Interview with Koen van Seijn of Investing in Regenerative Food & Farming
We dive deep into Marcus’ definition of regenerative enterprise, enough is enough, radical generosity, and nature as your coworker as well as the key to lock in the purpose of a company in an enterprise.
Mark Drewell, Executive Chair of New Foundation Farms, also joins us once again to share how investors are responding to the concept of a regenerative enterprise.
Recognizing The Need for Regenerative Enterprises
Regenerative farming is simply not enough nowadays: in order to achieve change, there should be the presence of regenerative enterprises. For this purpose, innovation at scale usually happens through the involvement of an enterprise for which finance has been enabled. This can also apply to the same principle of large-scale disruption of the way we live and communicate, and how the supply power is all changed through the presence of enterprises.
“A regenerative enterprise, just to connect this back to regenerative and my definition earlier of regenerative being the opposite of degenerative, what such an enterprise does when it is regenerative, it considers the ecosystems or systems it engages with.” – Marcus Link
Coexisting Ecology and Economy
Ecology and economy coexist in regenerative agriculture. Humans, since starting agriculture 13,00 years ago, have a flawed relationship with nature due to the dependency of requiring a return. Now, as we understand nature from a scientific perspective, there is the knowledge that this can be integrated into different layers, for profit and ecological health.
“I think that regenerative agriculture has, in its essence, a solution to offer here because it is focused both on the ecology and on profitable business at the same time.” – Marcus Link
Acknowledging that Soil is Economy
Marcus discusses how soil is an economy and the trading platform of ecology. A plant transforms solar energy through the carbon dioxide from air and water combined with sunlight, thus creating complex sugar compounds, which it then gives a part of out to the soil through its roots. This now establishes trading of nutrients in return for biologically available carbon.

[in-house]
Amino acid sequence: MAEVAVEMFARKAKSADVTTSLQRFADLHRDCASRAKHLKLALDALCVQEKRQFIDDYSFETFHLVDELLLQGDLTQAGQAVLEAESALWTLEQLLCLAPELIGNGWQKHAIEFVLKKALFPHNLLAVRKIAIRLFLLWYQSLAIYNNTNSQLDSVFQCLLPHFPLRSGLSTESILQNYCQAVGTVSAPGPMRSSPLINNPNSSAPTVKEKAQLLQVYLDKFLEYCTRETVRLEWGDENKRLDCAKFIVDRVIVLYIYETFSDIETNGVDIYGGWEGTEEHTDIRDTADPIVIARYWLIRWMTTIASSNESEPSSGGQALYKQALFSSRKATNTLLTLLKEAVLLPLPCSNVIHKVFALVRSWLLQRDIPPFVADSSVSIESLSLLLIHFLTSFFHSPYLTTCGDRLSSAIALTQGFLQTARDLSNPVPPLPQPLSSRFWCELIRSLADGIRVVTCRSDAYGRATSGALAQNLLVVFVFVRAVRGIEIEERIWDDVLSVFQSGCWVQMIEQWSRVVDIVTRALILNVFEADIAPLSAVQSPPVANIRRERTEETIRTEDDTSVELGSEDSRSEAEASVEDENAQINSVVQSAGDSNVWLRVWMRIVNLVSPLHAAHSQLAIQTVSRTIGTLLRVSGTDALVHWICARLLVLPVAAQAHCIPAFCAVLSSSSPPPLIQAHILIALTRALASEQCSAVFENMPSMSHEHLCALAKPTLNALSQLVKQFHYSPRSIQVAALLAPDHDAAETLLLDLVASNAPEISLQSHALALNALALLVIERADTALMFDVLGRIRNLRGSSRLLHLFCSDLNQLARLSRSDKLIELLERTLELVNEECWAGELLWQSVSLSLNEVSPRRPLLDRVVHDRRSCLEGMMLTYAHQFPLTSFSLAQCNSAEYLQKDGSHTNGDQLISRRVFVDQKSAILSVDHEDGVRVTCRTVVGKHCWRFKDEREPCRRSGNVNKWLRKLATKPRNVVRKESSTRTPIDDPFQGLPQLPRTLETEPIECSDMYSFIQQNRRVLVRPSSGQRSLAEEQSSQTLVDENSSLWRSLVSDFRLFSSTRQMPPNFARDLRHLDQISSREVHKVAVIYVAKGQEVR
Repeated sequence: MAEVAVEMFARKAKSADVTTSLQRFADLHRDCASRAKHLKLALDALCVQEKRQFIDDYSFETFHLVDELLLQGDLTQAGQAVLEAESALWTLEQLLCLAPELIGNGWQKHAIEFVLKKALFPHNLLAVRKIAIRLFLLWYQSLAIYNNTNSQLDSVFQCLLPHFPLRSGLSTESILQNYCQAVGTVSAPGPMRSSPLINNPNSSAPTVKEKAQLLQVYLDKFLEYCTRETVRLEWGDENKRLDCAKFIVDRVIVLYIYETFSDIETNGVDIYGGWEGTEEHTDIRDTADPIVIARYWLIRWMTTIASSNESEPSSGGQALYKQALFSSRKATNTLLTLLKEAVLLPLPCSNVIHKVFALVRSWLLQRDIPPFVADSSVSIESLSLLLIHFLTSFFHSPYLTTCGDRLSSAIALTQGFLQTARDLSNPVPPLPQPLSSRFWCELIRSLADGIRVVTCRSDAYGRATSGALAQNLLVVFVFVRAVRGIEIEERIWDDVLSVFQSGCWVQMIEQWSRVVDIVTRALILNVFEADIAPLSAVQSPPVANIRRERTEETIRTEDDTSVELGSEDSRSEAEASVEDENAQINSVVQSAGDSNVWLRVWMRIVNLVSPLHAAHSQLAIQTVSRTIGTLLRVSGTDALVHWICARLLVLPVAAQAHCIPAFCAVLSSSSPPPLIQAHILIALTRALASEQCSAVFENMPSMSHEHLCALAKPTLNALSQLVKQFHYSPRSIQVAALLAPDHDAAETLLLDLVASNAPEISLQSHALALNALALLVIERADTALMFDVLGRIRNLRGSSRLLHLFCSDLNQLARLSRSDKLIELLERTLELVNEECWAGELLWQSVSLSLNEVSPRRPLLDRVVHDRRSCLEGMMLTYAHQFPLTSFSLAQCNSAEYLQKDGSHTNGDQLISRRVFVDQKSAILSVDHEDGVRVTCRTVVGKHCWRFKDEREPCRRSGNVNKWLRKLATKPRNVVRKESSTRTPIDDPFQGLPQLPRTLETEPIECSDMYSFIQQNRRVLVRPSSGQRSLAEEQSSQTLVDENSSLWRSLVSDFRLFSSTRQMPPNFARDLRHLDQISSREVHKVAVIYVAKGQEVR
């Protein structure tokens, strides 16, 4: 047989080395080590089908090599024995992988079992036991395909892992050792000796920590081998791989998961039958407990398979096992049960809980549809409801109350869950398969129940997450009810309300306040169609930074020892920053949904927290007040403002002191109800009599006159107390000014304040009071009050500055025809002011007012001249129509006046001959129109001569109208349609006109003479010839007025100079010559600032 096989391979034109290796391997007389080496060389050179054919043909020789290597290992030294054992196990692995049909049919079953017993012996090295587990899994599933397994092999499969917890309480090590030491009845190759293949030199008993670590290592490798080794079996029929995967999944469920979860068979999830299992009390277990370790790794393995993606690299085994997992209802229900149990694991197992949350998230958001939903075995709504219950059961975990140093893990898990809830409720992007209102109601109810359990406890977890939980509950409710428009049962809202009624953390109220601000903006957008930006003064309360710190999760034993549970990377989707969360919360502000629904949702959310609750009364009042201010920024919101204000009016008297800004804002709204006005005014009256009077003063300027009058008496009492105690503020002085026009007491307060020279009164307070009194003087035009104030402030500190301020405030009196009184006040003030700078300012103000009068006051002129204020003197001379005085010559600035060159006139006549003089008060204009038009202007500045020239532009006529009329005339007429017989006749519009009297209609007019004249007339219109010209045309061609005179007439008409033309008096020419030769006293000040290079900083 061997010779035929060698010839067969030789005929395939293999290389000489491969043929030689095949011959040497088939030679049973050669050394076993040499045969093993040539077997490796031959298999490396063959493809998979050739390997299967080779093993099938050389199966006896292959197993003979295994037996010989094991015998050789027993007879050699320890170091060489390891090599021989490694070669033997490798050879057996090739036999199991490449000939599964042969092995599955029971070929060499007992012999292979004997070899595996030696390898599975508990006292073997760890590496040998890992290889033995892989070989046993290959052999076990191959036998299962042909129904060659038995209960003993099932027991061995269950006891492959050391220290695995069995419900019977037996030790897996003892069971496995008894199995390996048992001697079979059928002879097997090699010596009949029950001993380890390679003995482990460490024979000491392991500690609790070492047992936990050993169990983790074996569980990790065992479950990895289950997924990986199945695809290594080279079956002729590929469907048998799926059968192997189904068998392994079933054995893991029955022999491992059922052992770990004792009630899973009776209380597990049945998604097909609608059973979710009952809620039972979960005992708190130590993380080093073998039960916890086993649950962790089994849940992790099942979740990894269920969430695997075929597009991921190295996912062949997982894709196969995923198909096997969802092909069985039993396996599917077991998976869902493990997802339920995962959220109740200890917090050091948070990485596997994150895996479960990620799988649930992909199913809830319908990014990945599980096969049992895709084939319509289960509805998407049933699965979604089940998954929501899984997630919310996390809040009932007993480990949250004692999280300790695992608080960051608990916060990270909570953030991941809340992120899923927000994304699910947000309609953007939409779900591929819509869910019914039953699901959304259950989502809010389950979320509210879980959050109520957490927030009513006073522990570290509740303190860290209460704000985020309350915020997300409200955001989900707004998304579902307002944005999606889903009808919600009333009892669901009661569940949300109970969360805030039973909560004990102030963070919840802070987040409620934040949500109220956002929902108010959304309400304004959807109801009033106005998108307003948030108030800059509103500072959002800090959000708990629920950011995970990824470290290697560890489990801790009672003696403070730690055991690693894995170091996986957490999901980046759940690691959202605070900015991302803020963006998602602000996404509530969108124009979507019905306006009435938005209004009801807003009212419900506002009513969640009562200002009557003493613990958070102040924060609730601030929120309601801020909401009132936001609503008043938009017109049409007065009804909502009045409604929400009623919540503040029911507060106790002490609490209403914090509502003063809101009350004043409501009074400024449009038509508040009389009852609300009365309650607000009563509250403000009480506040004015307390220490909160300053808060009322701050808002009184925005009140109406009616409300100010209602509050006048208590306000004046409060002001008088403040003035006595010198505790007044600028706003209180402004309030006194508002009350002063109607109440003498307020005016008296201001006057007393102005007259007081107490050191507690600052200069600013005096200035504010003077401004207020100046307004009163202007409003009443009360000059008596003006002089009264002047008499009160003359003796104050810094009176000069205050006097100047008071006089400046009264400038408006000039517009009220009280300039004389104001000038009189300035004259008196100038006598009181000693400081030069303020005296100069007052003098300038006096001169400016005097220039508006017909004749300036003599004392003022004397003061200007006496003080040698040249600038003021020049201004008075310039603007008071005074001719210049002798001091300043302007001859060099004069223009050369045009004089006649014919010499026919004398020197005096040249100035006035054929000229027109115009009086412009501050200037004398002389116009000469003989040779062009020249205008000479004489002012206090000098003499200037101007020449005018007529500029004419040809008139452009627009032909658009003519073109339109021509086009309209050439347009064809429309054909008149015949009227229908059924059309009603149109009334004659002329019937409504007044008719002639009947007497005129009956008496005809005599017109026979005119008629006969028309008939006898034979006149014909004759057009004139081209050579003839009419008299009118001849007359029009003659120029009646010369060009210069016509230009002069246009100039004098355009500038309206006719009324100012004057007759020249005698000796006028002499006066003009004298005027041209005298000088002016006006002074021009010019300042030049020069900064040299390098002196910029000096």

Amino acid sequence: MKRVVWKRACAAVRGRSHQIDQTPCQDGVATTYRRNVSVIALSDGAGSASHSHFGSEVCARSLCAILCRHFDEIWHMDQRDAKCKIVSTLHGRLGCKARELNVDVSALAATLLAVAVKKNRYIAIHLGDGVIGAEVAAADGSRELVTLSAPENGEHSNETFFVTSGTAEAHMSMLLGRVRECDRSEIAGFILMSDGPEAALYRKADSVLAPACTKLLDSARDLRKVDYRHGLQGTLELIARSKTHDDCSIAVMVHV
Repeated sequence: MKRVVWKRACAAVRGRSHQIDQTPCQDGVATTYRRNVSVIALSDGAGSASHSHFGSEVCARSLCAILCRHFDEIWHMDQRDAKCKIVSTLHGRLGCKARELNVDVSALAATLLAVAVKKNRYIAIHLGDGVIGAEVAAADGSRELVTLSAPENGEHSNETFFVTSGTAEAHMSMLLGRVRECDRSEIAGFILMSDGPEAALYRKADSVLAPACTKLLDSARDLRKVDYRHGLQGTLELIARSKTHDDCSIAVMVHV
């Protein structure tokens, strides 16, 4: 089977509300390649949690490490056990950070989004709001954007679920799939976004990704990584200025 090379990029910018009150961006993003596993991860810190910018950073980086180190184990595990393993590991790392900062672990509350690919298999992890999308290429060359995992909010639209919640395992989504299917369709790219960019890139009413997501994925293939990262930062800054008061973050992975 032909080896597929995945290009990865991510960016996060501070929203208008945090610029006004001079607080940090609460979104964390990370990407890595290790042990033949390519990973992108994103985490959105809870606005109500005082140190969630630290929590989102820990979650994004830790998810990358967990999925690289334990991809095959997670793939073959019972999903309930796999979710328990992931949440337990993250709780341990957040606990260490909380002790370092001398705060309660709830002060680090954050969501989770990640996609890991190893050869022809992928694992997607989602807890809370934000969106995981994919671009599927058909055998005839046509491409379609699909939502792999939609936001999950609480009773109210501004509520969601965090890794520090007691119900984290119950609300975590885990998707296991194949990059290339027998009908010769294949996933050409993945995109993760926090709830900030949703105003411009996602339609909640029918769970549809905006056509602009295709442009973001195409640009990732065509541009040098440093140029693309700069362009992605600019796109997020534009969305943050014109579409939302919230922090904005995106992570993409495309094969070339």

“It is a huge leap and it also conceptually allows us to now connect to previously seemingly separate worlds of profit and purpose, or economy and ecology, in this grounded way, right in the soil.” – Marcus Link
Learning How Investors Respond to Regenerative Enterprise
Lastly, Mark Drewell joins the conversation, yet again, as he shares how investors responded to the concept of regenerative enterprise. He comments how investors should view regenerative enterprise, not as a short-term fair return, but rather a systematic change and fair return in value.
The biggest lesson New Foundation Farms has learned, through the positive and recognized responses of investors, is that people are consistently inspired by what they are setting to do.
“We learned that it is really important to make sure that the framing of the investment proposition is clear and easy for people to say yes to; within the constructs that they have for the choices that they make with their capital.” – Mark Drewell
Other Important Points Discussed
Koen and Marcus discussed these points in this episode
What Marcus would do if he was given a magic wand that could change one thing overnight in the agriculture and food space
What Marcus means when he says nature is their coworker
What has surprised Marcus and Mark through their journey as well as in the past week
To know more about Marcus Link and New Foundation Farms, download and listen to this episode.
Marcus Link has worked across education, agriculture, and technology. He is at his best when he combines purpose and servant leadership in complex entrepreneurial projects that challenge the status quo and really make a difference to people and the planet. As the co-founding CEO of New Foundation Farms, he is bringing about regenerative agriculture at pace and scale in the UK. (Regenerative agriculture is the profitable production of nutrient-dense food and high-quality fibre in agroecological systems which leave behind regenerating soils.)